Featured image The Weekly Standard has posted a brilliant column by senior editor Lee Smith reflecting on the meaning of the disgrace of Harvey Weinstein. Lee’s piece is titled “The human stain: Why the Harvey Weinstein story is worse than you think.” It is unlike anything else you will read on Weinstein and full of quotable quotes to boot, including this cutting “thought experiment”: Would the Weinstein story have been published if »

Notes on the Ken Burns version

Featured image I want to add a few notes to Paul’s comments as well as my own on the gargantuan Ken Burns/Lynn Novick PBS documentary The Vietnam War. I think it warrants more informed commentary than my own, but let me these offer notes while we wait for knowledgeable observers such as Mackubin Owens, Victor Davis Hanson and James Robbins to weigh in. As of this weekend, we do have George Veith’s »

Thoughts from the ammo line

Featured image Ammo Grrrll is not herself a vicim of GENDER DYSPHORIA or “GIRLS” GONE STUPID. She writes: I will not be commenting – except indirectly further on – on the monstrous evil in Las Vegas until more facts are known. I am writing this on Tuesday, must submit it for editing on Wednesday, so by the time you are reading this, anything I have to say about Vegas will either be »

Wake Up to Wokeness, or Something

Featured image We could use a little comic relief on a day of such grim news, so it’s worth taking in how Saturday Night Live once again skewers the political correctness of the left with their offering of “Woke Jeans.” Memo to campus crazies: when the pinnacle of liberal pop culture thinks you’re making a silly ass of yourself, you’re making a silly ass of yourself. Bonus flashback: This isn’t the first »

The Vietnam War gets the Ken Burns treatment

Featured image I didn’t watch all 18 hours of Ken Burns’ series about the Vietnam War, but I forced myself to endure roughly two-thirds of it. I found Burns’ version of the war biased and superficial. Scott has performed a service by posting a conference about the series held at the Center for Strategic and International Studies (CSIS). As Scott says, Lewis Sorley’s presentation, which begins at 48:00, provides a devastating critique »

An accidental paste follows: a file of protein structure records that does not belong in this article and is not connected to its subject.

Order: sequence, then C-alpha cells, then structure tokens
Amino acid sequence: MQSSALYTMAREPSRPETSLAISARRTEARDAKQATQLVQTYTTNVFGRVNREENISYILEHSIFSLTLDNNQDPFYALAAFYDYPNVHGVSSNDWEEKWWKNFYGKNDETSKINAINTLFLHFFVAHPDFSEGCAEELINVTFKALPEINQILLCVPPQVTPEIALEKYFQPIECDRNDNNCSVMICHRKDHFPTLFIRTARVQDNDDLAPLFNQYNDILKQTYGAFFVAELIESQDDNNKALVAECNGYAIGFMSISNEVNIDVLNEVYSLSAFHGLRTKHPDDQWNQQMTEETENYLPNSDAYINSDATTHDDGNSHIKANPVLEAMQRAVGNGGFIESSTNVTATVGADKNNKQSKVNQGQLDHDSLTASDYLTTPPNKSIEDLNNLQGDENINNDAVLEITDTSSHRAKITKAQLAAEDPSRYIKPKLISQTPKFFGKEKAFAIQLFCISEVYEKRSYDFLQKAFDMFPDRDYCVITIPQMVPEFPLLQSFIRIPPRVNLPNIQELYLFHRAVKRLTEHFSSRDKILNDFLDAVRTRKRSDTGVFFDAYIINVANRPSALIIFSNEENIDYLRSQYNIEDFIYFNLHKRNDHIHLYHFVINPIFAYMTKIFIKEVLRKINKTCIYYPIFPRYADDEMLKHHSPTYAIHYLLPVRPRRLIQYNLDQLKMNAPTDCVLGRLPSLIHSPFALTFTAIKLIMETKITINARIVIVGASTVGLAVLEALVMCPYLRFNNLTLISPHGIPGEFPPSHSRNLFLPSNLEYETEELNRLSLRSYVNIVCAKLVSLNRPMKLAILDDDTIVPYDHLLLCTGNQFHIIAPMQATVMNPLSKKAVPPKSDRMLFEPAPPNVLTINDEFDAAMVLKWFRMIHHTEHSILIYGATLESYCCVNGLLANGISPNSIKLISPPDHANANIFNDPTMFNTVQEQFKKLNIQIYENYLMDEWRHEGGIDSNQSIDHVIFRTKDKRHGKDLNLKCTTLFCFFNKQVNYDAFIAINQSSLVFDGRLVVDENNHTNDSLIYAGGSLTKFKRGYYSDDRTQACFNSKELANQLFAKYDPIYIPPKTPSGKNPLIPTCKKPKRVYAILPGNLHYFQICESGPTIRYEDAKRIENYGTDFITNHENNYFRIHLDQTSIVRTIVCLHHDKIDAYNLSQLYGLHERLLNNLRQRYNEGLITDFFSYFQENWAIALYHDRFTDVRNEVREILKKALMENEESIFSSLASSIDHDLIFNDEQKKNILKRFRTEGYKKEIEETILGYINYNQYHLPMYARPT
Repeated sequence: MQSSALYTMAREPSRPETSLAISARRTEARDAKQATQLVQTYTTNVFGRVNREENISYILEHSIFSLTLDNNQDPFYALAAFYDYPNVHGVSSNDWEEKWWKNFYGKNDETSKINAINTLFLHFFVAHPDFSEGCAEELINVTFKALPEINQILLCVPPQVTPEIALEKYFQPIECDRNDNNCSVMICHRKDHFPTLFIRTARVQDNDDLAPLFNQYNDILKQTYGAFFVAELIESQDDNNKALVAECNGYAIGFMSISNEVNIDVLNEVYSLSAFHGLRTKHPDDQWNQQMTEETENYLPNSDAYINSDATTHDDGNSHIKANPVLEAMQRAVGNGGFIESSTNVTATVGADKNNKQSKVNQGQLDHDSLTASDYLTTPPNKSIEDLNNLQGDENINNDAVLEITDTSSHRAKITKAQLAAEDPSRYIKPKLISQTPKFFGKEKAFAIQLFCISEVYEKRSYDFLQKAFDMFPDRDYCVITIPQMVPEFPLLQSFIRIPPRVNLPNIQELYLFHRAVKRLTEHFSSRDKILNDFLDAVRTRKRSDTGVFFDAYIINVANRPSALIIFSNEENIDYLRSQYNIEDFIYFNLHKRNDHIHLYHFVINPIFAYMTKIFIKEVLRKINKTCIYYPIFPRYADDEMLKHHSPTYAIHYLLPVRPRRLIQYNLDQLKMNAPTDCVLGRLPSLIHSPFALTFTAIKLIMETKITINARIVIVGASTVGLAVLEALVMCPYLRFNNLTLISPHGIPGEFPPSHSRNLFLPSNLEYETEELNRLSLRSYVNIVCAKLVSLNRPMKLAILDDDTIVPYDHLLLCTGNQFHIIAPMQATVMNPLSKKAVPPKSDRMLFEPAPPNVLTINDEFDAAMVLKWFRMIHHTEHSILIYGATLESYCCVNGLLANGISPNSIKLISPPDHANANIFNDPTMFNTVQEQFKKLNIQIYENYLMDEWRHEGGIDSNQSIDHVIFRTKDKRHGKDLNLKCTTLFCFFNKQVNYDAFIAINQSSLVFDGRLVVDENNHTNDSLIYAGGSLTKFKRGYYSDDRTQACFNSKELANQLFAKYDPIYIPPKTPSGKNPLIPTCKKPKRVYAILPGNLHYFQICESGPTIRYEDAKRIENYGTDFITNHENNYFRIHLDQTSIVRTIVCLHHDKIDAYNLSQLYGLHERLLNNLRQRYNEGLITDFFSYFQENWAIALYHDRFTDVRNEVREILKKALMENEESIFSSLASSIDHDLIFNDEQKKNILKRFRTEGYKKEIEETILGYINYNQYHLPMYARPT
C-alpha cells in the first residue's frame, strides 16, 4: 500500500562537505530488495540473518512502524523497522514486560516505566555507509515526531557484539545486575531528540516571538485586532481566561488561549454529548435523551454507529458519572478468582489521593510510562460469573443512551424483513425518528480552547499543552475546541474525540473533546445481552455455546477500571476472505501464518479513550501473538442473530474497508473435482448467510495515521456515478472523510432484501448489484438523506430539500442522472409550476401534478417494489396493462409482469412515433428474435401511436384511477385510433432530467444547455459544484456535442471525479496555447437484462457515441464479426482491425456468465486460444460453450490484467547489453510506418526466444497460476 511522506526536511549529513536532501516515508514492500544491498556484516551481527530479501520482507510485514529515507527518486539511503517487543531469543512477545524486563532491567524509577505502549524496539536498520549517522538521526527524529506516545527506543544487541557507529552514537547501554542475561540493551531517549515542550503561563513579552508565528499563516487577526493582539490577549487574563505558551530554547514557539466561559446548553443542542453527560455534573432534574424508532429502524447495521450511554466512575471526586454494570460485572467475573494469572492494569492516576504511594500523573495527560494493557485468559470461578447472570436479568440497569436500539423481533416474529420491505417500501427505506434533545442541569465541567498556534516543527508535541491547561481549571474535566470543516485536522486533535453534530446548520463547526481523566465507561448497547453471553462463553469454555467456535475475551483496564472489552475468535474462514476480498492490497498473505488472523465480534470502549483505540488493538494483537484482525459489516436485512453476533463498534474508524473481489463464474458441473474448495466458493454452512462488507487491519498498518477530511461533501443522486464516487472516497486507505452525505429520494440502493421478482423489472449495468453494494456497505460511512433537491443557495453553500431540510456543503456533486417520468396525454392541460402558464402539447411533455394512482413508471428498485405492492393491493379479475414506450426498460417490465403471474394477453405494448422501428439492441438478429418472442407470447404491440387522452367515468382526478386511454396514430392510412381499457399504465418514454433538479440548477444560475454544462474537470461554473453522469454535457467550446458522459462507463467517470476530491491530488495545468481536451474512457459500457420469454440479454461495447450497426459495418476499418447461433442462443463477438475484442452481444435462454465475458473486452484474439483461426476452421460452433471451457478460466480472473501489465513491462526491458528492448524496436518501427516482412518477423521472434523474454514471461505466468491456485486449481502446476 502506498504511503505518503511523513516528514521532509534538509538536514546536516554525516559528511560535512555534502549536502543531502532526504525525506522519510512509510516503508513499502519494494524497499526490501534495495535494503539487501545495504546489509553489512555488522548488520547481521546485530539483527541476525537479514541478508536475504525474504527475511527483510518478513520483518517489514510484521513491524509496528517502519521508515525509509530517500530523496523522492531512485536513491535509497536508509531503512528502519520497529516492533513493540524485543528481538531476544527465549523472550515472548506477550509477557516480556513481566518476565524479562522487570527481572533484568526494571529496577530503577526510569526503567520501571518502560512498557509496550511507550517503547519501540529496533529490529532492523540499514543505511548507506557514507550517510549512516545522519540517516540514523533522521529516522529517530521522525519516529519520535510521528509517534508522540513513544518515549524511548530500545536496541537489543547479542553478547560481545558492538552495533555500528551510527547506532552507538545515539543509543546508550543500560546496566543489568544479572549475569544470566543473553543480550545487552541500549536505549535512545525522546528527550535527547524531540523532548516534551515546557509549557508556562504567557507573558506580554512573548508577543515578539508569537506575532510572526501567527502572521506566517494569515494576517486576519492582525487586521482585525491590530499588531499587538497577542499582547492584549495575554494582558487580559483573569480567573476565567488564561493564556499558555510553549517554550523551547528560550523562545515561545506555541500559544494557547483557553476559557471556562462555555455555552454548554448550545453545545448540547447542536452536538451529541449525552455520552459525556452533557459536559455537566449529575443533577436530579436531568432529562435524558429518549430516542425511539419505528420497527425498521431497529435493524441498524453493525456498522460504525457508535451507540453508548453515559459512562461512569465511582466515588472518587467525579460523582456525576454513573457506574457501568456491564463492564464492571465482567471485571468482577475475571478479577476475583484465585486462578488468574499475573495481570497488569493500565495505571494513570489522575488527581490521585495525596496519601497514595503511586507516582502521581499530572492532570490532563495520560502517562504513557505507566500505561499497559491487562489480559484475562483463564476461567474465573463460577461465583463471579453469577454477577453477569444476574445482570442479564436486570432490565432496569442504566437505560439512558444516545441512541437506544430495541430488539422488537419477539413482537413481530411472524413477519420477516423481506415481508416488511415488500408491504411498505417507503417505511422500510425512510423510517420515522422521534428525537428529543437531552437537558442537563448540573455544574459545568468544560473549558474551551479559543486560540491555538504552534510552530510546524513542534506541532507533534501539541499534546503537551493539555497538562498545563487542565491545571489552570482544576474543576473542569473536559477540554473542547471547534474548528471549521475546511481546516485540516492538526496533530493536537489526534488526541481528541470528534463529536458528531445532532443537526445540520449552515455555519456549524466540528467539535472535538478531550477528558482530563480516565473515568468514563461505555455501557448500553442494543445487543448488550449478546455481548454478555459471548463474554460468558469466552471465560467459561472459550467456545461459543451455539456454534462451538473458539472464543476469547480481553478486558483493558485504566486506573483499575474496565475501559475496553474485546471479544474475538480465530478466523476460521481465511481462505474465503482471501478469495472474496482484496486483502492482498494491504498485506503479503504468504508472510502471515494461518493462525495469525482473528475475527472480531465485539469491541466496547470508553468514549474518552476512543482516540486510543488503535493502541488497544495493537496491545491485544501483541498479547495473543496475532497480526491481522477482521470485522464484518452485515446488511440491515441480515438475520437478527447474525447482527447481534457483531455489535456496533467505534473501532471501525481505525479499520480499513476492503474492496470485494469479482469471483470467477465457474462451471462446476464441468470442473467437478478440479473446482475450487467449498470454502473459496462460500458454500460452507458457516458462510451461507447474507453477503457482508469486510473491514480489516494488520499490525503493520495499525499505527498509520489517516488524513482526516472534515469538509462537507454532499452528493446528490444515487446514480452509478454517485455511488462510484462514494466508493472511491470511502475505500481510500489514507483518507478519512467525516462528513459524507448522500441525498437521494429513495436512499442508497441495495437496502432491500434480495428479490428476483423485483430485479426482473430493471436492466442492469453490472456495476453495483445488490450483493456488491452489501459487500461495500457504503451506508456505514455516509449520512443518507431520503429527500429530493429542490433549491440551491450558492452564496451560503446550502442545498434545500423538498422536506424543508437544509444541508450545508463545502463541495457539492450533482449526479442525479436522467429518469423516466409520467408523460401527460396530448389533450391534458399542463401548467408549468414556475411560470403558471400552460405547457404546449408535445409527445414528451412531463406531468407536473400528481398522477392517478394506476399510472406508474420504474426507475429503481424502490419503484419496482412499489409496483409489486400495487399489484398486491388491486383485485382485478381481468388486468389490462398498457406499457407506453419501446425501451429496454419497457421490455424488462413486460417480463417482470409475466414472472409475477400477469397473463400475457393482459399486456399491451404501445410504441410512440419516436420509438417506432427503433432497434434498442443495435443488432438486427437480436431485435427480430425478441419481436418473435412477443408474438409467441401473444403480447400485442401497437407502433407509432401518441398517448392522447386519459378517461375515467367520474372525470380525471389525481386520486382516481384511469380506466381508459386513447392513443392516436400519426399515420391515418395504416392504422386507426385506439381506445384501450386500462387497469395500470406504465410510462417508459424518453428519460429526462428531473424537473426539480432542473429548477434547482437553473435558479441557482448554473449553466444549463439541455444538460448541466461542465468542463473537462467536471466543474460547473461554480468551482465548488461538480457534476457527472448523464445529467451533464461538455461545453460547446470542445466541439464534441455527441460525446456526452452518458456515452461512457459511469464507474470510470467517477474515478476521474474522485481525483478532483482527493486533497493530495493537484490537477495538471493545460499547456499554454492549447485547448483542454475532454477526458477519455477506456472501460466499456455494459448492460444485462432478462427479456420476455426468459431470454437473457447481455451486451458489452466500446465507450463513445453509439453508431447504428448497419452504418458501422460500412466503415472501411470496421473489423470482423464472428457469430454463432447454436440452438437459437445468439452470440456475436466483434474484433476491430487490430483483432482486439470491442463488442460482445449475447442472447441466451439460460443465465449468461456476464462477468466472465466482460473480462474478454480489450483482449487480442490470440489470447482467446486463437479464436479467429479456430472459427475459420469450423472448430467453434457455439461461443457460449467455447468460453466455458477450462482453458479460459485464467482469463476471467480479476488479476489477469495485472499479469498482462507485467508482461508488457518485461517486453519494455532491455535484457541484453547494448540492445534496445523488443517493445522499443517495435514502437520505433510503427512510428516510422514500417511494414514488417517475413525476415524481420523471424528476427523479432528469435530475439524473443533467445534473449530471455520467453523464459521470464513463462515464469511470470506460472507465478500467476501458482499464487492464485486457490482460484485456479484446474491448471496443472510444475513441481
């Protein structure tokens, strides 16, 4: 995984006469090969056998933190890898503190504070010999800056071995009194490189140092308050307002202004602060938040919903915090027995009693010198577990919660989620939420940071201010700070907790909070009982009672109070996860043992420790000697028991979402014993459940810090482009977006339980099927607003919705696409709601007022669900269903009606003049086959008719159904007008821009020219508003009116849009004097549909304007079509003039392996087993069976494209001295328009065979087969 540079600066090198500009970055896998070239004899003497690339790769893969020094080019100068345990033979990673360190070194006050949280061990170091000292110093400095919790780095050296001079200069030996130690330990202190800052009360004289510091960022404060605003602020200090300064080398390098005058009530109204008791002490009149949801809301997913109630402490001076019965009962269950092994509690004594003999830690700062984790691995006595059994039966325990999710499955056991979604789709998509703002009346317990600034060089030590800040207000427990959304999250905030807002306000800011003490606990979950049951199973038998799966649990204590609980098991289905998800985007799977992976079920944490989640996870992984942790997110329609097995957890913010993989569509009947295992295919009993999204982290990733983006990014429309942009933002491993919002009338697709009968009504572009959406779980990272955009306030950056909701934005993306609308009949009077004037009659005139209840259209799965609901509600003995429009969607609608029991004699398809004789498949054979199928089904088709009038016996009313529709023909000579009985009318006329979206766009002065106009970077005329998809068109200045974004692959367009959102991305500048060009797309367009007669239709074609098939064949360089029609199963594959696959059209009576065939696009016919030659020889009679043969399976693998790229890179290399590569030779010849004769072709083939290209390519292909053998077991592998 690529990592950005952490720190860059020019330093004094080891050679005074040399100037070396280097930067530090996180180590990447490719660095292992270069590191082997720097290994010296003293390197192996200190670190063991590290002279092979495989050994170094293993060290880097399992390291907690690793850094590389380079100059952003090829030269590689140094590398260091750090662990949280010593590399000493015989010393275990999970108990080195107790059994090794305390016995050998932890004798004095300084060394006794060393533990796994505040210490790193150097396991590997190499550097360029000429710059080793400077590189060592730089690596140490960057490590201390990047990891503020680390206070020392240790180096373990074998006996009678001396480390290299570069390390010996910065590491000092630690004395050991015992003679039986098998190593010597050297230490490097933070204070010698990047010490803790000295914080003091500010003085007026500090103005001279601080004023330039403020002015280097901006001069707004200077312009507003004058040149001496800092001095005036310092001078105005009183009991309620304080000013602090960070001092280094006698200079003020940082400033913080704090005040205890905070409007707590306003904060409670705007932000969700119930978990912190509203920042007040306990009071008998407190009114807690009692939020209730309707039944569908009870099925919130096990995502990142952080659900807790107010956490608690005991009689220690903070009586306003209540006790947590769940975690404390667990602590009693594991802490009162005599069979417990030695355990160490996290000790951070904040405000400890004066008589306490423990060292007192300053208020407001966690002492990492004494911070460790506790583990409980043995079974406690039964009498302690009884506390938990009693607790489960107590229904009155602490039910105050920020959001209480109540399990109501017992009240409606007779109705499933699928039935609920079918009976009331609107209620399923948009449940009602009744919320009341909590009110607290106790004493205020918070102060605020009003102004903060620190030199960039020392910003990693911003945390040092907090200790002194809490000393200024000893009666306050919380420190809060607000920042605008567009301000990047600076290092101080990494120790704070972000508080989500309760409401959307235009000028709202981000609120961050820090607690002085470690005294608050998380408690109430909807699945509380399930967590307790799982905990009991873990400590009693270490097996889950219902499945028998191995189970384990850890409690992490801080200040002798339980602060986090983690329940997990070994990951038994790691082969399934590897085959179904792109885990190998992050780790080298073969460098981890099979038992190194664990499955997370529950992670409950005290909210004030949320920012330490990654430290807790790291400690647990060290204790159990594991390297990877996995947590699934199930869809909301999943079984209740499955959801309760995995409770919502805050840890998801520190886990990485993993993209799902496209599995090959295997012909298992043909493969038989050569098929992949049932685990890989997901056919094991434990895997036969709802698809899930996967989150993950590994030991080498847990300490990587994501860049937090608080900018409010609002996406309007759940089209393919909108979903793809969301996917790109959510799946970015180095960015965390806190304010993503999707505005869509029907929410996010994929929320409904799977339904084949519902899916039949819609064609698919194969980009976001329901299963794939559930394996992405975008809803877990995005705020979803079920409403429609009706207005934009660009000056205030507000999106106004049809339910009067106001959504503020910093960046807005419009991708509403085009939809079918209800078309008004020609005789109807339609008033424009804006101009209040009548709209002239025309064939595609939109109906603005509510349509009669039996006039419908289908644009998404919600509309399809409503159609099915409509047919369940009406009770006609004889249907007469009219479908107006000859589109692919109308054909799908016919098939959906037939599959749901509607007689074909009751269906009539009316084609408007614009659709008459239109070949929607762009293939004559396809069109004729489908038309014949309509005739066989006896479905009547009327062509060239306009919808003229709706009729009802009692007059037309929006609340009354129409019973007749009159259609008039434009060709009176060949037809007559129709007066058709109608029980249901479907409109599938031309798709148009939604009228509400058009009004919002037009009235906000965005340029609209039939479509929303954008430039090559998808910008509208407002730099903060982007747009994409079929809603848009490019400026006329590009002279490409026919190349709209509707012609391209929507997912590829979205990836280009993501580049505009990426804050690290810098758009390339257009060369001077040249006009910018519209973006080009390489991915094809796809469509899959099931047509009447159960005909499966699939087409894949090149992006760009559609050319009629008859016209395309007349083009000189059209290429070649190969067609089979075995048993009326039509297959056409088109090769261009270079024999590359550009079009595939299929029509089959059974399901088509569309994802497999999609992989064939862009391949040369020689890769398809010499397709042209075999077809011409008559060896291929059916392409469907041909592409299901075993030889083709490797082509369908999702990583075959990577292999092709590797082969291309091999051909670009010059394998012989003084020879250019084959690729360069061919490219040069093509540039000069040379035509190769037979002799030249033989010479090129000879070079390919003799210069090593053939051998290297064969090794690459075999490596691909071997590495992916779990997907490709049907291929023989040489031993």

The Ken Burns version

Featured image Having lived through the period of maximum American participation in the Vietnam War as an interested observer and antiwar protester, I have come to doubt much of what I believed to be true at the time. For example, I took at face value the pseudo scholarly 1967 account of The United States in Vietnam by George M. Kahin and John W. Lewis. Kahin and Lewis asserted that the conflict was »

If you liked Ike

Featured image Dwight Eisenhower was one of the greatest Americans of the twentieth century. As Supreme Commander of the Allied Forces, he led the United States to victory over Nazi Germany in World War II. As president of the United States, he presided over a period of normalcy and peace with many accomplishments that benefited the country. A memorial is to be erected on the mall in Washington, DC, in his honor. »

The Causes of Income Inequality, Revealed

Featured image In 1995, Scott and I wrote a paper titled The Truth About Income Inequality, which was published by Center of the American Experiment, the organization I now lead. It got quite a bit of national attention, and I subsequently debated Congressman Martin Sabo, who then represented Minneapolis, on the subject at a Center-sponsored event that was televised by C-SPAN. That paper looked at the issue of income inequality from a »

That which must not be said

Featured image John Mortimer’s Rumpole of the Bailey gave us She Who Must Be Obeyed (i.e., Rumpole’s wife as he privately referred to her). J.K. Rowling gave us He Who Must Not Be Named (i.e., the villain Voldemort). Now higher education gives us daily lessons on That Which Must Not Be Said or, ideally, Thought. Thinking the guilty thoughts puts you at risk of saying them and they must not be said. »